A lab experiment on the identification of cellular division in plant and animal cells

December 8, NASA: Life with arsenic December 7, Last week, in a much publicized news conference, NASA announced the discovery of a bacterium that can use arsenic instead of phosphorus. The news media covered it with a flourish -- and produced much nonsense.

A lab experiment on the identification of cellular division in plant and animal cells

There are three cellular regions near the tip of an onion root. 1. The root cap contains cells that cover and protect the underlying growth region as the root pushed through the soil. 2. The region of cell division (or meristem) is where cells are actively dividing but not increasing significantly in size. 3. Because of this, the root tip is an excellent system in which to study the process of cell division (cytokinesis)and nuclear division (mitosis) Furthermore, the chromosomes are fairly large and distinct, and this species has a relatively small number of chromosomes. Title: To examine an animal and cheek cell using a compound microscope Date: 25th September Lab Partner: xxxxxxxxxxxxx Objective: The main aim of this experiment was to prepare a wet mount of human cheek cells and a wet mount of plant cells and examine them both under a .

A cell biologist is someone who studies the activities, functions, properties, and structures of cells. They must observe, record what they see and ask questions about what they find.

A lab experiment on the identification of cellular division in plant and animal cells

Show movies from http: We recommend turning off the sound, as the narration is too complext for 5th grade level. See the pages below for links and click on "Access this item" to actually watch the video.

Have the class rotate between the four stations for approximately 8 minutes at each station.


Have students record observations at each, and circulate around the room to make sure everything is working smoothly. Critically - do not emphasize or point out what the student should be seeing in the microscope.

Let them view for themselves what is there, and draw any observations or questions they have. Checking for student understanding: Teacher should rotate through the differnt stations to check in on students' understanding. Ask students to describe the most interesting or surprising thing they saw, write down the observations on the whiteboard.

Ask students to share questions that they might have about what they saw. For example, "Why do red blood cells look smooth?

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Maybe no one will have any idea, and that's ok! Extensions and Reflections Reflections: It doesn't have to be any more complicated than just one or two slides and slide viewers to look at. It may seem like a simplistic lesson, and a lot of extra work, to have students look at pictures in a slide viewer instead of on a poster or in a textbook.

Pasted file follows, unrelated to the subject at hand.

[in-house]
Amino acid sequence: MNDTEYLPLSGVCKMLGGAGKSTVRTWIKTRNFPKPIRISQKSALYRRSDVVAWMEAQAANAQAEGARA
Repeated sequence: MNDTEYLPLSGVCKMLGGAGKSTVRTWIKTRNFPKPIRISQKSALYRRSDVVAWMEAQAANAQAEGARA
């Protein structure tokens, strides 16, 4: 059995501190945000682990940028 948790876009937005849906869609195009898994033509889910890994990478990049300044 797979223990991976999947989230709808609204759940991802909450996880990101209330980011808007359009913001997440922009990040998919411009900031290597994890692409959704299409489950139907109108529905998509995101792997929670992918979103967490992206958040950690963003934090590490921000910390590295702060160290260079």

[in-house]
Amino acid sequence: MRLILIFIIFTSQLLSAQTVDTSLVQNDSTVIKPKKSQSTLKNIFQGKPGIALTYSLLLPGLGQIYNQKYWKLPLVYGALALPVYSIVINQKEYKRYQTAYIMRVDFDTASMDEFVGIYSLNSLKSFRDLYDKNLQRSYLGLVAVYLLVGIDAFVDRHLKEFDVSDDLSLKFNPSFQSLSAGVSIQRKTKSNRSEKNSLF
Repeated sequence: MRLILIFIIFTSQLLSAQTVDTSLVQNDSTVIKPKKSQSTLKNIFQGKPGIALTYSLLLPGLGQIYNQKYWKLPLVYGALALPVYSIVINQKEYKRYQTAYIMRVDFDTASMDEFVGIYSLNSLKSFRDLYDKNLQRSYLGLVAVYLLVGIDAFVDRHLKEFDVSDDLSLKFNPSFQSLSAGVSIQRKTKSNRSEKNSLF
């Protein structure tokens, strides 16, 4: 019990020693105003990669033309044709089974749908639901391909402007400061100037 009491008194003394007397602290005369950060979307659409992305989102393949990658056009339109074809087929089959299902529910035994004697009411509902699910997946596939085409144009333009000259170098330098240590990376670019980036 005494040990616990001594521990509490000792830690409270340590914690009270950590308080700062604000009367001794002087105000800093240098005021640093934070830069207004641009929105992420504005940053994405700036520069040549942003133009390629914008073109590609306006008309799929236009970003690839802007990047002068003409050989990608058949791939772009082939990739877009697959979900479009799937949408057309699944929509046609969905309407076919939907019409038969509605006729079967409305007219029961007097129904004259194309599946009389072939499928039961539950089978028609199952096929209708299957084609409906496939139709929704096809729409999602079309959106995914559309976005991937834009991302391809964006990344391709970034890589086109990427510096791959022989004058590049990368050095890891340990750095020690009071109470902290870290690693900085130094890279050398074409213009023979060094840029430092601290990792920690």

But there was great excitement from the students getting to be hands on with "tools" that scientists use, and not being told explicitly what they were looking at in a labeled diagram. They seemed to get a lot of excitement and a deeper understanding of what it meant to be a "cell" after this lesson This serves as a bridging lesson to add more focus to the idea of what a "single cell" is.

The FOSS curriculum, Living Systems, does not focus much on a single cell, and simply shows a couple of pictures in the book. By exposing students to the diversity of cells that make up our body, it helps them to understand the features of multicellularity which come up throughout the unit.Conversely, when animal cells are placed in a hypotonic solution (lower concentration of solutes than the cell), water moves into the cell, and unlike plant or bacteria cells that have a sturdy cell wall, the animal cell swells and may explode.

This is why a nurse can't give someone an IV drip of pure water. Ultrastructure of cells ∑ = Understandings: The next two understandings point are basically asking to compare and contrast prokaryotes and eukaryotes (previous syllabus) but with a focus on compartmentalization.

Lab 3 Mitosis & Meiosis Introduction All cells come from other cells. New cells are formed during cell division which involves both the replication of the cell’s nucleus and division of the cytoplasm. The two kinds of cellular division are mitosis and meiosis.

Mitosis usually makes body cells, somatic cells. Mitosis is used in adult . At least one author of an abstract must be registered for the Congress in order to be included in the abstract book.

One author can present only ONE abstract. In this experiment, you will create and utilize a dichotomous key to classify a variety of fruits. No • a variety of fruits *Activity: Keying. RNA degradation from cells embedded in gels - (reply: 4) anti-HA immunofluorescence on HEK cells - (reply: 4) restoring melanocyte stem cells in gray hair - (reply: 10) Normalise cell count for protein analysis - (reply: 3) Blockage of cadherin bindings of MCFA cells without harming hydrogels and cal - (reply: 2) T cells not able to attach well after passage - (reply: 1).

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